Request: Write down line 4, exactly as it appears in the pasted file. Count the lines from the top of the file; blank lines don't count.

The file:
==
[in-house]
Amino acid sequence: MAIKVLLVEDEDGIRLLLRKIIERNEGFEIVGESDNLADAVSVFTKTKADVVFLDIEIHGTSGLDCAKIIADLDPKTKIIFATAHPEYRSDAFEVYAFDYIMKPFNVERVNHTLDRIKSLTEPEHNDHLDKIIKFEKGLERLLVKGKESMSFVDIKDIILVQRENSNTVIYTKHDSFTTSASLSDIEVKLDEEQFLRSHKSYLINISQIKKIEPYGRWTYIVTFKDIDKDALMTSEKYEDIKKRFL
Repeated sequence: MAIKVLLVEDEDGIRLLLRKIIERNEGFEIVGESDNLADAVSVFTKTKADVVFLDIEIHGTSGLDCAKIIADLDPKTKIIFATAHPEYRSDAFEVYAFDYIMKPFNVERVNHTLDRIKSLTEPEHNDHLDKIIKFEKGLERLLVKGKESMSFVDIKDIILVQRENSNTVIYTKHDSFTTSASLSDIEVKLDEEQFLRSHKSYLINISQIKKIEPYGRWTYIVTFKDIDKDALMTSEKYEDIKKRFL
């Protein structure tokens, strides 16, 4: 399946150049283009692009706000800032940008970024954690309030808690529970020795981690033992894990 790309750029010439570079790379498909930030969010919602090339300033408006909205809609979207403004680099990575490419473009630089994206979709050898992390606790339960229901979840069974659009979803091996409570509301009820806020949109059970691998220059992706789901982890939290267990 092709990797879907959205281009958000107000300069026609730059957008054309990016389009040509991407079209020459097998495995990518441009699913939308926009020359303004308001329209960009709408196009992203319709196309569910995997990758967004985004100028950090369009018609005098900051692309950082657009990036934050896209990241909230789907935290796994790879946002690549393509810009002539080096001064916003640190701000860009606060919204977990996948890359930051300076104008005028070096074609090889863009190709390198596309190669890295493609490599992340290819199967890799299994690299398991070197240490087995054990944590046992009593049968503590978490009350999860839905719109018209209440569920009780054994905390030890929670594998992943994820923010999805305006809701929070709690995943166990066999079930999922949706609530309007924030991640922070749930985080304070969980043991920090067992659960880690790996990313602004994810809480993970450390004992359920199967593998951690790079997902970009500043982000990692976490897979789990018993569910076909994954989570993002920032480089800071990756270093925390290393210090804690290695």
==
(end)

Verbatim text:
């Protein structure tokens, strides 16, 4: 399946150049283009692009706000800032940008970024954690309030808690529970020795981690033992894990 790309750029010439570079790379498909930030969010919602090339300033408006909205809609979207403004680099990575490419473009630089994206979709050898992390606790339960229901979840069974659009979803091996409570509301009820806020949109059970691998220059992706789901982890939290267990 092709990797879907959205281009958000107000300069026609730059957008054309990016389009040509991407079209020459097998495995990518441009699913939308926009020359303004308001329209960009709408196009992203319709196309569910995997990758967004985004100028950090369009018609005098900051692309950082657009990036934050896209990241909230789907935290796994790879946002690549393509810009002539080096001064916003640190701000860009606060919204977990996948890359930051300076104008005028070096074609090889863009190709390198596309190669890295493609490599992340290819199967890799299994690299398991070197240490087995054990944590046992009593049968503590978490009350999860839905719109018209209440569920009780054994905390030890929670594998992943994820923010999805305006809701929070709690995943166990066999079930999922949706609530309007924030991640922070749930985080304070969980043991920090067992659960880690790996990313602004994810809480993970450390004992359920199967593998951690790079997902970009500043982000990692976490897979789990018993569910076909994954989570993002920032480089800071990756270093925390290393210090804690290695």